Let’s apply now what I’ve said to your “house on fire” metaphor. The first thing one notes is that it is a generic description. It is but one of numerous metaphors one could use to convey the essentially same message – urgency (no content is involved). It could be avalanche, nuclear explosion, whatever else comes handy. In mathematics (an analogy) we would speak of over-determination: too many variables chase too few equations – the result is vagueness. One could use other metaphors equally well, or use the same metaphor in other situations – for instance in the current Middle East context. Or to describe Iran’s alleged quest for nuclear capability. The “house on fire” generic suitability betrays its high rhetorical content.

Analyzing its fit to climate change more closely, one can observe that the metaphor (a) conveys urgency which may be exaggerated; (b) suggests knowledge of the evolving event we do not have, (c) intimates solutions which, on closer inspection, may prove to be less than appropriate; (d) evokes the precautionary principle that we should act, rather than think, or adapt hoping for the best. It has “true and present danger” written all over. The (un)intended consequence is rush “to do something, anything”. We did. The policy choice turned out to be another analogy – scaling up from the Montreal Protocol. It was the frog trying to be a bull (this analogy is apt; it is cautionary, rather than persuasive). The outcome – foreseeable – was stagnation.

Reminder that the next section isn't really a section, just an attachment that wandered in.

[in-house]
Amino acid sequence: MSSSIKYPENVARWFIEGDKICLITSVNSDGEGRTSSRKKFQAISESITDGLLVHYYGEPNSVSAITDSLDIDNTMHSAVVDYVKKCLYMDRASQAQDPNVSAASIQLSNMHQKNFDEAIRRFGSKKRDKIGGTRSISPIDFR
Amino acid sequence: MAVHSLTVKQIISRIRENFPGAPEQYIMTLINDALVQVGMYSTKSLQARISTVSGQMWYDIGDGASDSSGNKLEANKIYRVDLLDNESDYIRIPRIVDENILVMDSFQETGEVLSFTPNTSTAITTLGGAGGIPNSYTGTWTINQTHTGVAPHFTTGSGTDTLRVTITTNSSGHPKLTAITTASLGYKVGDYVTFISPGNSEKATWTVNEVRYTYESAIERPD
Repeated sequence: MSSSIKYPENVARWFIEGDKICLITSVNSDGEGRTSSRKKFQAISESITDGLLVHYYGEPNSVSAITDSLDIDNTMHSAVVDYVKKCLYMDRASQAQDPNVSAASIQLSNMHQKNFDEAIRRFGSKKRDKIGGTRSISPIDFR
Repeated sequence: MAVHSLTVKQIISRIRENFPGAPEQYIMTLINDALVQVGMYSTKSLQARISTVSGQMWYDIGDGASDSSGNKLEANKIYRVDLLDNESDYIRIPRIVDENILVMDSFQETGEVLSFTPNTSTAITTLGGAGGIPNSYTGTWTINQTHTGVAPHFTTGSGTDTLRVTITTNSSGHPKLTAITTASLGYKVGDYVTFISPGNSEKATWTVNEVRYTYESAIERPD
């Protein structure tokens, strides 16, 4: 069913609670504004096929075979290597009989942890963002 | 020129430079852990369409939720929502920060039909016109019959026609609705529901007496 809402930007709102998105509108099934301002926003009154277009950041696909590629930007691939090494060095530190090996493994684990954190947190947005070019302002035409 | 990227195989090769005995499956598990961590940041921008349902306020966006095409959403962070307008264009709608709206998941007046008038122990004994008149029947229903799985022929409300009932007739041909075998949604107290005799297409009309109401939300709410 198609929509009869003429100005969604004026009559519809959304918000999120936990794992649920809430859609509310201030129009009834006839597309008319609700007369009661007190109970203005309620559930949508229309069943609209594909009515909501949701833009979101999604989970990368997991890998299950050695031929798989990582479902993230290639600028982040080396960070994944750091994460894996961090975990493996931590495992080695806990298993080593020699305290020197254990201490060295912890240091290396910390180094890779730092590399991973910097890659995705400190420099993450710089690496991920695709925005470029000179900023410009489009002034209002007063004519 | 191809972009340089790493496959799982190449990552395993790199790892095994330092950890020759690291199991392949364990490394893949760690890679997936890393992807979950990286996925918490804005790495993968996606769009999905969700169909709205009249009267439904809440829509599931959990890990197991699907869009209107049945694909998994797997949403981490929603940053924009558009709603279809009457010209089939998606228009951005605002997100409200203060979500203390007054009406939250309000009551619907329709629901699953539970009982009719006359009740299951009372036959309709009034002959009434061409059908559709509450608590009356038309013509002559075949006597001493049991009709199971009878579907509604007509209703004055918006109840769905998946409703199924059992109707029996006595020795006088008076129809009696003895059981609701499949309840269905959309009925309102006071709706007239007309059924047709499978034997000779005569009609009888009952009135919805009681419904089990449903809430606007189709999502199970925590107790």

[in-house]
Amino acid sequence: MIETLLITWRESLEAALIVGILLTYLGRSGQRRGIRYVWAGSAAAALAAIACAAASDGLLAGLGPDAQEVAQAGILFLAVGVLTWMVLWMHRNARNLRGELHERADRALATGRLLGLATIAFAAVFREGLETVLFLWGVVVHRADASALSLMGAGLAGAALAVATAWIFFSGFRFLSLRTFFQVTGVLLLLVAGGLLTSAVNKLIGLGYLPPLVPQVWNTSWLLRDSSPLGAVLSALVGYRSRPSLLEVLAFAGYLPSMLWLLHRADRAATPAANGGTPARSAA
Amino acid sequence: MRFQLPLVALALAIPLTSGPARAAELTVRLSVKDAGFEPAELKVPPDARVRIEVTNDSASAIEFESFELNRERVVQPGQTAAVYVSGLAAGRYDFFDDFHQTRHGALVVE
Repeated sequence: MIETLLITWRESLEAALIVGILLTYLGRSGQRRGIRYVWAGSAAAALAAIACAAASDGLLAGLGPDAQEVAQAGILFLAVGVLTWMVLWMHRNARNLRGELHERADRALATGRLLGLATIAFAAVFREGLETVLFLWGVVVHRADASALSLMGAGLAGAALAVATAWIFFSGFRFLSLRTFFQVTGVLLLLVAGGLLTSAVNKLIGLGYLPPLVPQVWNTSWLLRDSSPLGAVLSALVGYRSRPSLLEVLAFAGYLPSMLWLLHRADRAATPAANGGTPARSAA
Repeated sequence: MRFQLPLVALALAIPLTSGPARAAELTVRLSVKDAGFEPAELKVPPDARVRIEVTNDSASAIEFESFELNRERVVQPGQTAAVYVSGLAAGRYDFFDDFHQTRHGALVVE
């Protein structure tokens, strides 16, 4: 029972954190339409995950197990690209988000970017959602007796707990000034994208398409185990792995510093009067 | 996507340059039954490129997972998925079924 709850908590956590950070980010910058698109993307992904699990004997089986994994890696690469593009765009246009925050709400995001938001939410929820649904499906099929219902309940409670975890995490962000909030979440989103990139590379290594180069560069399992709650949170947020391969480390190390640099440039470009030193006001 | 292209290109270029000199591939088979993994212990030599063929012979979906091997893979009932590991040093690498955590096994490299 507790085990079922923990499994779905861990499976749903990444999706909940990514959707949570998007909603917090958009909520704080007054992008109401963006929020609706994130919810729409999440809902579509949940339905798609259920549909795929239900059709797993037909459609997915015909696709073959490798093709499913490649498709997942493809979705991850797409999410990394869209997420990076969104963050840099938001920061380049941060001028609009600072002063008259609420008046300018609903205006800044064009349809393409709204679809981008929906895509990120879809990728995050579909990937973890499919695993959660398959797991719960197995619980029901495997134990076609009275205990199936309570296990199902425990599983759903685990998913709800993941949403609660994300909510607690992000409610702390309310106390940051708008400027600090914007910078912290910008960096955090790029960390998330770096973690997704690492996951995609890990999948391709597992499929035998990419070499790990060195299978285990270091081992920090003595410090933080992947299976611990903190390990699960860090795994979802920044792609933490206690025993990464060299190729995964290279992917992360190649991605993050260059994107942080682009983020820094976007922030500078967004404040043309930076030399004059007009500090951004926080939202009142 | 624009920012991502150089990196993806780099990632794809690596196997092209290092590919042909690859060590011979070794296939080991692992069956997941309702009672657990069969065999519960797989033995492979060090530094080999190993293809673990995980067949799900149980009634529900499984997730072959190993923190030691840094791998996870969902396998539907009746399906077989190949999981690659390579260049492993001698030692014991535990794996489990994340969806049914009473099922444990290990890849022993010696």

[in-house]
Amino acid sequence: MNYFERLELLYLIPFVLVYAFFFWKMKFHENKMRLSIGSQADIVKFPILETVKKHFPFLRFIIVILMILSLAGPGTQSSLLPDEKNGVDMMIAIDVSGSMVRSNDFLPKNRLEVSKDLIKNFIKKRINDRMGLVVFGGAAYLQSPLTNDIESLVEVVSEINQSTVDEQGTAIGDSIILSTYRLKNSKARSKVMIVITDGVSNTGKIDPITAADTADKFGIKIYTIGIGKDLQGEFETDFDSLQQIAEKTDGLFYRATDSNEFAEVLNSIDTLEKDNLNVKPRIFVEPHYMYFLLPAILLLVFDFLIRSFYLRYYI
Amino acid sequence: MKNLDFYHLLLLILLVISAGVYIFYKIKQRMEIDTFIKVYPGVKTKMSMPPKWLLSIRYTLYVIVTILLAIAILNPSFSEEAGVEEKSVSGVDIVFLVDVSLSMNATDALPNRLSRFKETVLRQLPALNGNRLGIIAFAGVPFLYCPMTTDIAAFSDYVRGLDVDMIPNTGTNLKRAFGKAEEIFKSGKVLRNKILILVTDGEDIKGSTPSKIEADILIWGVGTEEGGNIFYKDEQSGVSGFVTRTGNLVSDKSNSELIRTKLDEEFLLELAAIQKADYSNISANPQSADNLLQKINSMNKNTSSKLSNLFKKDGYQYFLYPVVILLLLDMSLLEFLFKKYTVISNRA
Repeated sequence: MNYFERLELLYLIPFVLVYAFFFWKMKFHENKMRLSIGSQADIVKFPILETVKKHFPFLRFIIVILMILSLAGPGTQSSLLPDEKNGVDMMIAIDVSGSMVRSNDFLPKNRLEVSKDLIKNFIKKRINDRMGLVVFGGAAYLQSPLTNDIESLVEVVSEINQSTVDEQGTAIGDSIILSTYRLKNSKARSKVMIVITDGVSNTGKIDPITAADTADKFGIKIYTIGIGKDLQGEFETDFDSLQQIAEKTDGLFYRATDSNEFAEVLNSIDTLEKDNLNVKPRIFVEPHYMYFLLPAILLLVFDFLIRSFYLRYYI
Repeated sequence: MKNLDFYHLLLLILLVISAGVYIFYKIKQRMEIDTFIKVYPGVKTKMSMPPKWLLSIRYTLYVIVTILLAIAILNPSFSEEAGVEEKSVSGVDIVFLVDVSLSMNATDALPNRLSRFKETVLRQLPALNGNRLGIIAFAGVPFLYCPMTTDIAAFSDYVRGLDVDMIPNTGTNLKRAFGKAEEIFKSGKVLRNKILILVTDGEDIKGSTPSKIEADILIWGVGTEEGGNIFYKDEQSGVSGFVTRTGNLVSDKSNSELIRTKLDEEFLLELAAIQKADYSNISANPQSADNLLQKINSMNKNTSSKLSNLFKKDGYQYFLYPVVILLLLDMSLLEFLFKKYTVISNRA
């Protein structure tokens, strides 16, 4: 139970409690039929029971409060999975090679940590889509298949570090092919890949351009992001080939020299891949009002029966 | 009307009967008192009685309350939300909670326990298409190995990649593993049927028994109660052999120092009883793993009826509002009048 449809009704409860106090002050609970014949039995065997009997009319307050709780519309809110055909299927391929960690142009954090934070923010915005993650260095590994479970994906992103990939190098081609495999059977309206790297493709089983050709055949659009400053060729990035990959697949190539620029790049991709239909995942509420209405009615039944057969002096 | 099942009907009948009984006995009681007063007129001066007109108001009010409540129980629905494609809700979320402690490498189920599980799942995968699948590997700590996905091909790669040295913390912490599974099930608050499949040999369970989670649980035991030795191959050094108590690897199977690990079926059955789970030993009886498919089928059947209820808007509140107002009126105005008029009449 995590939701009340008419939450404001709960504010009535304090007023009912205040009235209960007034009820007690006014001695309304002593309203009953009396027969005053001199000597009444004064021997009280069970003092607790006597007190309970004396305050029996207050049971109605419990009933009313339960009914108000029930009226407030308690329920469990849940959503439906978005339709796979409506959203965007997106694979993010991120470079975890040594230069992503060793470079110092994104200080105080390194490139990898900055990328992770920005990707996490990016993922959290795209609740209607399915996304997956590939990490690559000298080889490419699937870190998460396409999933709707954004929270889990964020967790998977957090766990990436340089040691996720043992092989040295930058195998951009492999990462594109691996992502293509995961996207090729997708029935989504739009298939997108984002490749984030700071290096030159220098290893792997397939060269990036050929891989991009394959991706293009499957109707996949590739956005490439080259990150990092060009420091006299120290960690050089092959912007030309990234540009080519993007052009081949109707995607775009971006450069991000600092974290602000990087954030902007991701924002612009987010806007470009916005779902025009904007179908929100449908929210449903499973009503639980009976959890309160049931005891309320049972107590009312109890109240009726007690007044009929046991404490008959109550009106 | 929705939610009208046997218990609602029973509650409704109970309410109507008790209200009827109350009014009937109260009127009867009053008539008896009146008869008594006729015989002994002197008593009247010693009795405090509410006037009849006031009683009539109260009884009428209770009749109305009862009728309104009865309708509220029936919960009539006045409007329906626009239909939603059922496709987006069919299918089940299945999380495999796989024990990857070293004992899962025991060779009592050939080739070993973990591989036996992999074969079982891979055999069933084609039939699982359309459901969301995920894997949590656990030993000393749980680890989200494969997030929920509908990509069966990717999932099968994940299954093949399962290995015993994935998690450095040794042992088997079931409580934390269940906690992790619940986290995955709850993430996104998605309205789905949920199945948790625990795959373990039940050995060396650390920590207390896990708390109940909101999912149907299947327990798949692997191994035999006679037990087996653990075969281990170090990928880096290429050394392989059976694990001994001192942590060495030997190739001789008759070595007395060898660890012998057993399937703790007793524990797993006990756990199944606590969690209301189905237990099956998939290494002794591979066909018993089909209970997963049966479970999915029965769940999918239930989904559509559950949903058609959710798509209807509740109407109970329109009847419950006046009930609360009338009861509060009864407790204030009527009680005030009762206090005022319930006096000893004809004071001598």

Robert Frost said: “poetry is what gets lost in translation”. Analogies are translations. Analogies compress the infinite reality into information packages we can use to survive for a while (not to master reality, that’s hubris). Most of the information is lost, and extraneous gets smuggled in – as when you have a biased translator, or when the word’s aura differs from the original.

Our brain has at least two “layers” – the emotional and the rational. Emotions are fast; rationality is slow and entails hard thinking. Rhetoric appeals to emotions and tendentially shortcuts rationality. Depending on the rhetorical content an analogy can either be a hindrance or an adjuvant.

I’ll make a final analogy with catalysts. “Catalysis is the change in rate of a chemical reaction due to the participation of a substance called a catalyst. Unlike other reagents that participate in the chemical reaction, a catalyst is not consumed by the reaction itself.”[4] If an analogy accelerates the thinking process – it is acceptable. If it distorts it – it is unacceptable. We need to verify – and not just rely on our cuddly feeling.


[1]           The metaphor here is: “if it walks like a duck and quacks like a duck… it is a duck” – which is an unwarranted inference. A single point of incongruence may destroy the analogy, so it behoves us to verify that we don’t think like a duck.

[2]           Martin W. LEWIS – Karen E. WIGEN (1997): The myth of continents. A critique of metageography. California University Press, Berkeley.

[3]           The Mercator projection portrays Greenland as larger than Australia; in actuality, Australia is more than three and a half times larger than Greenland.